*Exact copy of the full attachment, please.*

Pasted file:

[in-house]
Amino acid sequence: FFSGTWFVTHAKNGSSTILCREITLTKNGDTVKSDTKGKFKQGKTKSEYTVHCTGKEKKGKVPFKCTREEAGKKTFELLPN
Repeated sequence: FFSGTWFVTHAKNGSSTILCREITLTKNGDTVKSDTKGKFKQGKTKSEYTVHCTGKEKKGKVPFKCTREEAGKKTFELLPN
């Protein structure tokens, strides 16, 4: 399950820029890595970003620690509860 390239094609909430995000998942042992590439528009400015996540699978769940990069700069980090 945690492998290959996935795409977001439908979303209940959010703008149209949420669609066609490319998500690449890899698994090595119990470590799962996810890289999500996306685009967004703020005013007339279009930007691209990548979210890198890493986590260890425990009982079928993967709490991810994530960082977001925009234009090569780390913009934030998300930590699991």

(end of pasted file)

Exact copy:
[in-house]
Amino acid sequence: FFSGTWFVTHAKNGSSTILCREITLTKNGDTVKSDTKGKFKQGKTKSEYTVHCTGKEKKGKVPFKCTREEAGKKTFELLPN
Repeated sequence: FFSGTWFVTHAKNGSSTILCREITLTKNGDTVKSDTKGKFKQGKTKSEYTVHCTGKEKKGKVPFKCTREEAGKKTFELLPN
């Protein structure tokens, strides 16, 4: 399950820029890595970003620690509860 390239094609909430995000998942042992590439528009400015996540699978769940990069700069980090 945690492998290959996935795409977001439908979303209940959010703008149209949420669609066609490319998500690449890899698994090595119990470590799962996810890289999500996306685009967004703020005013007339279009930007691209990548979210890198890493986590260890425990009982079928993967709490991810994530960082977001925009234009090569780390913009934030998300930590699991």